April 16, 2018: Beyoncé Makes History as Coachella Headliner, Rock and Roll Hall of Fame Inducts Songs For the First Time, Royal Wedding Chooses Same Photographer Who Shot Engagement

By Ian Zelaya April 16, 2018, 8:39 AM EDT

1. BEYONCE MAKES HISTORY AS COACHELLA HEADLINER: Beyoncé became the first black woman to headline Coachella, with a two-hour Saturday night set that featured the reunion of Destiny's Child. The New York Times: “It was rich with history, potently political and visually grand. By turns uproarious, rowdy, and lush. A gobsmacking marvel of choreography and musical direction. And not unimportantly, it obliterated the ideology of the relaxed festival, the idea that musicians exist to perform in service of a greater vibe. That is one of the more tragic side effects of the spread of festival culture over the last two decades. Beyoncé was having none of it. The Coachella main stage, on the grounds of the Empire Polo Club here, was her platform, yes, but her show was in countless ways a rebuke.  It started with the horns: trumpets, trombones, sousaphones. For most of the night, the 36-year-old star was backed by an ecstatic marching band, in the manner of historically black college football halftime shows. The choice instantly reoriented her music, sidelining its connections to pop and framing it squarely in a lineage of Southern black musical traditions from New Orleans second line marches to Houston’s chopped-and-screwed hip-hop. ... She does macro, too—she was joined onstage by approximately 100 dancers, singers and musicians, a stunning tableau that included fraternity pledges and drumlines and rows of female violinists in addition to the usual crackerjack backup dancers (which here included bone breakers and also dancers performing elaborate routines with cymbals). Beyoncé was originally meant to perform at Coachella last year, but rescheduled for this April after becoming pregnant; her Coachella performances this weekend and next are her only solo U.S. dates this year. 'Thank you for allowing me to be the first black woman to headline Coachella,' she said midset, then added an aside that was, in fact, the main point: 'Ain’t that ’bout a bitch.'"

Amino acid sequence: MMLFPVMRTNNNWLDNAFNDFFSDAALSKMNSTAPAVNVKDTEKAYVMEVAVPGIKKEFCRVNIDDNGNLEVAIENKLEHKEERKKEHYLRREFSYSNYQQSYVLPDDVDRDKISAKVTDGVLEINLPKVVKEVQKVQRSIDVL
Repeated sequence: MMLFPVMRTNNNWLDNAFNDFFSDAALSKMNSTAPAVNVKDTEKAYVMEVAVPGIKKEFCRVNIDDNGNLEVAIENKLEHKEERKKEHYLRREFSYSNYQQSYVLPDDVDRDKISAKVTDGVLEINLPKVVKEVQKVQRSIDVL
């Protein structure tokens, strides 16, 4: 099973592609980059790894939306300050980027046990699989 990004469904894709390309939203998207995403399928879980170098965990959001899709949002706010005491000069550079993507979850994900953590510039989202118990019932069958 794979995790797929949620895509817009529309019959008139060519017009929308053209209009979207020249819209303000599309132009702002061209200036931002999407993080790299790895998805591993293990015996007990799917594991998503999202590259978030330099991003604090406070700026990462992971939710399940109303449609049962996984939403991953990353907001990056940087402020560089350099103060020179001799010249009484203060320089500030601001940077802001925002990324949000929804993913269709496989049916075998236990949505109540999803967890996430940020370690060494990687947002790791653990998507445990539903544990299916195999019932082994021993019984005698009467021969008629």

2. ROCK AND ROLL HALL OF FAME INDUCTS SONGS FOR THE FIRST TIME: The Rock and Roll Hall of Fame inducted songs for the first time at its 33rd annual ceremony, which took place Saturday at the Public Auditorium in Cleveland. The event also featured a Bon Jovi reunion. Billboard: “The Moodys—along with fellow inductees Bon Jovi, The Cars and Dire Straits (and the late Nina Simone and Sister Rosetta Tharpe)—have long been on lists of acts snubbed for Rock Hall induction. Saturday's more than four-and-a-half-hour ceremony set things right with a prevailing atmosphere of sincere appreciation—including from fans who sat in pouring rain to watch red-carpet arrivals and in the Public Auditorium’s upper level—with only a few barbs about the long waits for induction. The ceremony, which was filmed by HBO for a May 5 premiere, differed from other years in that Rock Hall co-founder Jann Wenner did not address the gathering and there was no finale that brought inductees and presenters together. The crowd at Cleveland, Ohio's Public Auditorium did not have to wait long for what was the clear main attraction of the night. Following The Killers' tribute to the late Tom Petty with 'American Girl' (and a bit of 'Free Falling'), Bon Jovi's hour-plus presentation was presided over by Howard Stern, who gave the band an epic, envelope-pushing-but-loving tribute that took Rolling Stone magazine and Rock Hall co-founder Jann Wenner to task ... Saturday’s ceremony also introduced a new category: The Rock and Roll Hall of Fame Singles honored six songs that Little Steven Van Zandt said 'shaped rock 'n' roll' by 'artists in the Rock Hall … at the moment.' The first inductees in the category included 'Rocket 88' by Jackie Breston and his Delta Cats (1951), Link Wray and his Ray Men’s 'Rumble' (1958),  'Louie Louie' by The Kingsmen (1963), Procol Harum’s 'A Whiter Shade of Pale' (1967)  and Steppenwolf’s 'Born to Be Wild' (1968).”